Nail fungus; be it on your toenails or your fingernails is an unpleasant business to have to deal with. Officially known as onychomcosis, it is most often caused by moisture trapped in a warm dark place (because of shoes, this is why it more commonly effects toenails) which is the environment fungus thrives in. In some cases it can be caused by mold, or yeast, but it’s still collectively called nail fungus-nail mold or nail yeast just doesn’t have quite the same ring to it.
If you have diabetes, you may have reduced blood circulation and nerve supply in your feet. You're also at greater risk of a bacterial skin infection (cellulitis). So any relatively minor injury to your feet — including a nail fungal infection — can lead to a more serious complication. See your doctor if you have diabetes and think you're developing nail fungus.
Following this protocol for several months might be able to help solve the problem for good, and then you can slowly reintroduce sources of sugar like fruit, or whole grains, while monitoring your progress. However, keep in mind that some candida or yeast sufferers have lived with their condition for years, so combating the issue might take more than just a few weeks or months.

Hematomas under the nail bed are large red, brownish, or black spots that occur after a trauma such as slamming a toe in a door or hitting a finger with a hammer. Caused by burst blood vessels under the nail, hematomas will grow out with the nail. However, if a red or black spot occurs under the nail without trauma, it is important to have it checked out by a doctor as it may be melanoma.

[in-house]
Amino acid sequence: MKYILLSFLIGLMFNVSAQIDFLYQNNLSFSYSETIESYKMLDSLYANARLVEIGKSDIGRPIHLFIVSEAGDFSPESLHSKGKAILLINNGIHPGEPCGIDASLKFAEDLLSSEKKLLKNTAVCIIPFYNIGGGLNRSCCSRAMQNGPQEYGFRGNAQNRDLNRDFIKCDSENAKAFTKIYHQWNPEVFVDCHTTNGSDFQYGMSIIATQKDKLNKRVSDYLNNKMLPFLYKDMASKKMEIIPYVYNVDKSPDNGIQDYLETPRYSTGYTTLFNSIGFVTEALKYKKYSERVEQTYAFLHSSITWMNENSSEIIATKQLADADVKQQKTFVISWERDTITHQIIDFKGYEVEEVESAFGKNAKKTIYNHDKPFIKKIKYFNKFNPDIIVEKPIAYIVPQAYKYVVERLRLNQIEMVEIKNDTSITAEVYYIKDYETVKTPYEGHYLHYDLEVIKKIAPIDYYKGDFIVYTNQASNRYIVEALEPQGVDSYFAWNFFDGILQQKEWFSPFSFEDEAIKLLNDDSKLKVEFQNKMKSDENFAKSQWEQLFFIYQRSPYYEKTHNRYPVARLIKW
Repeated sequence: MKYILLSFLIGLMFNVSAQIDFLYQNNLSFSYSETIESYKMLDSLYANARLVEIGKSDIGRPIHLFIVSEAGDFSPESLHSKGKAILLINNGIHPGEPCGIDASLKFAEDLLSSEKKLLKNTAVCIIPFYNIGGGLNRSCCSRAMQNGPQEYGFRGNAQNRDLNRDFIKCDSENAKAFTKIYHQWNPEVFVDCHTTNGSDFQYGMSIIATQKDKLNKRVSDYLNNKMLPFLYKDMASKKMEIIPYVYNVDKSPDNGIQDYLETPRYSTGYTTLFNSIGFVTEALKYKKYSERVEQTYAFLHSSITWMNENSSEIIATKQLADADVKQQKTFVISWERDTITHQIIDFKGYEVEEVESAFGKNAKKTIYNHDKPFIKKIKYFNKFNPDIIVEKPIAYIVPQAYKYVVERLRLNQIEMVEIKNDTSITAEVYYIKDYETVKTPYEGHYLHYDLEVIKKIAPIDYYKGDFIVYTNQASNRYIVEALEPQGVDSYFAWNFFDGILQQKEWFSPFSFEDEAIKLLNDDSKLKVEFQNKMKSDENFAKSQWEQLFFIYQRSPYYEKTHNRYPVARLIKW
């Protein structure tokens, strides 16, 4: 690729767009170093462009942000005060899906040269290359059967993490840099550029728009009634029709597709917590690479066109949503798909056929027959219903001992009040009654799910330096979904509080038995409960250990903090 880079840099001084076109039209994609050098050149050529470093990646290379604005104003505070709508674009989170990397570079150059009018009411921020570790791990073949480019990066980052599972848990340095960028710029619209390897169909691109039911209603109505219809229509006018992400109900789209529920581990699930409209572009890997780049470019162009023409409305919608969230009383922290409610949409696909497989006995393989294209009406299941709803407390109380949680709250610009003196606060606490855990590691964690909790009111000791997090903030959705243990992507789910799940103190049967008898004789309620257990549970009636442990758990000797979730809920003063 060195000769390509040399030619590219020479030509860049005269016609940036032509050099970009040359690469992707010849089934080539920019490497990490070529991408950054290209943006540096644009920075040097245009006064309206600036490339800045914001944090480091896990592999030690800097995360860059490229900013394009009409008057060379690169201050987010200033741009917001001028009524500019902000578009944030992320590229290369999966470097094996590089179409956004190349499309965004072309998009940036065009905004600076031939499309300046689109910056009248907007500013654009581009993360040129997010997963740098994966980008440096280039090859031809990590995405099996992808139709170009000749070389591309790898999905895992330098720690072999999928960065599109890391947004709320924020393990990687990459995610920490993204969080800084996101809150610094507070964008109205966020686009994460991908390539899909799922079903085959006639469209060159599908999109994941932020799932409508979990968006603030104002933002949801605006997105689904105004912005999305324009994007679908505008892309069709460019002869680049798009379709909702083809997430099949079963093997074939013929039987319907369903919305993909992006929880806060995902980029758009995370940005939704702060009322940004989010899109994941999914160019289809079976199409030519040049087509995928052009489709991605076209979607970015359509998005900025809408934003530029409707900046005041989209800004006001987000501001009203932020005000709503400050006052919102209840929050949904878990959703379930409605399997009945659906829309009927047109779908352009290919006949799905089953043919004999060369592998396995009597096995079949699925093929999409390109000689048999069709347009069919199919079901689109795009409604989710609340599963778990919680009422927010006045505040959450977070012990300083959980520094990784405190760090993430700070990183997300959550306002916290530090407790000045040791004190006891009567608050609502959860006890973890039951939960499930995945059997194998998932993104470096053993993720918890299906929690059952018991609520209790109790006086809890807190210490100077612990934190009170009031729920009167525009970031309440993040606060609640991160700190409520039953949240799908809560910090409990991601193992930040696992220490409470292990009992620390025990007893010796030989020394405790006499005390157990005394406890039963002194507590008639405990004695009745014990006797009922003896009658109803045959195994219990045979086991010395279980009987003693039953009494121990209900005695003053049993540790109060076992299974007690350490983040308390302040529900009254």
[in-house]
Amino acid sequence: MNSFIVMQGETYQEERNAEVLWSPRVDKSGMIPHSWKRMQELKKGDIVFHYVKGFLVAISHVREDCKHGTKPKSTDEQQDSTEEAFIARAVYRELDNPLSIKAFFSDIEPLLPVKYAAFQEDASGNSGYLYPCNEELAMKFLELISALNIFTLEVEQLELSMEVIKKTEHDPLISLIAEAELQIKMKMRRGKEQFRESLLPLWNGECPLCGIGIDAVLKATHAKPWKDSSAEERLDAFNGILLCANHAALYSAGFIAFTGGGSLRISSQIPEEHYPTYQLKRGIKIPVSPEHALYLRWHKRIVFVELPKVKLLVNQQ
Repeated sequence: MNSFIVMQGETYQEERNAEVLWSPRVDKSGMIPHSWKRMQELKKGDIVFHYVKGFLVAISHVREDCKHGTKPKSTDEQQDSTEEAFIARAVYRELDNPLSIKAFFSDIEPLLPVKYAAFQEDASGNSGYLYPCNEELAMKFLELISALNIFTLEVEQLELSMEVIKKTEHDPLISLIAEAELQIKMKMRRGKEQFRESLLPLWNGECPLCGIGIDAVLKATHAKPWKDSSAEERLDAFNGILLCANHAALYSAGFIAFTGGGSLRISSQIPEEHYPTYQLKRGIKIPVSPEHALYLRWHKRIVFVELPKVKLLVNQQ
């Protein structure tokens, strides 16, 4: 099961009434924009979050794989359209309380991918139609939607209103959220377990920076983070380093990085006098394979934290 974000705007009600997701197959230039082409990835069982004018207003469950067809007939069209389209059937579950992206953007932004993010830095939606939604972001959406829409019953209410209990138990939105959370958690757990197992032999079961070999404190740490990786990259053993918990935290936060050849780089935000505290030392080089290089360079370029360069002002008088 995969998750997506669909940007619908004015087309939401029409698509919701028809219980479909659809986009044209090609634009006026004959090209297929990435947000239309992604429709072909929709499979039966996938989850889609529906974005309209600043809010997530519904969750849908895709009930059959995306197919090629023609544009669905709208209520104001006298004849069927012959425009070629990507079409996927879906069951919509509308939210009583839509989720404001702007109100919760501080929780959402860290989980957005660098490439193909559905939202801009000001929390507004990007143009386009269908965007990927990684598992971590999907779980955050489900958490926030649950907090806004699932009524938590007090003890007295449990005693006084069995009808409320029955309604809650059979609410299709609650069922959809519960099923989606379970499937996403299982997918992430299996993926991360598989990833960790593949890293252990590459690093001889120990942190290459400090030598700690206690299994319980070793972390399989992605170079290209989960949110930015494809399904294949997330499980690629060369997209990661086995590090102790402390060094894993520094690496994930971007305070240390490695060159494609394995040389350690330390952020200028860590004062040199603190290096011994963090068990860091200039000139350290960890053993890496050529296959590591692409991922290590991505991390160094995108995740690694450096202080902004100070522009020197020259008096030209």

If you have an infection, you might be feeling alarmed. You might feel self-conscious about the condition and feel like you’re alone. Rest easy. Toenail fungus may be an eyesore, but it isn’t a reason for embarrassment. In fact, it is surprisingly common; more than 10% of adults have fungal nail infections. Additionally, 20% of adults over the age of 60 deal with fungus as well.
This content is for informational and educational purposes only. It is not intended to provide medical advice or to take the place of such advice or treatment from a personal physician. All readers/viewers of this content are advised to consult their doctors or qualified health professionals regarding specific health questions. Neither Dr. Axe nor the publisher of this content takes responsibility for possible health consequences of any person or persons reading or following the information in this educational content. All viewers of this content, especially those taking prescription or over-the-counter medications, should consult their physicians before beginning any nutrition, supplement or lifestyle program.

The much-touted ability of ozonated oils, such as olive oil or sunflower oil, to render fungus, yeast, and bacteria inactive has been common knowledge for centuries. These oils are produced by reacting ozone (O3) with oil, and they contain compounds with significant medicinal effects that are responsible for their success against toenail fungus.(5)(6)
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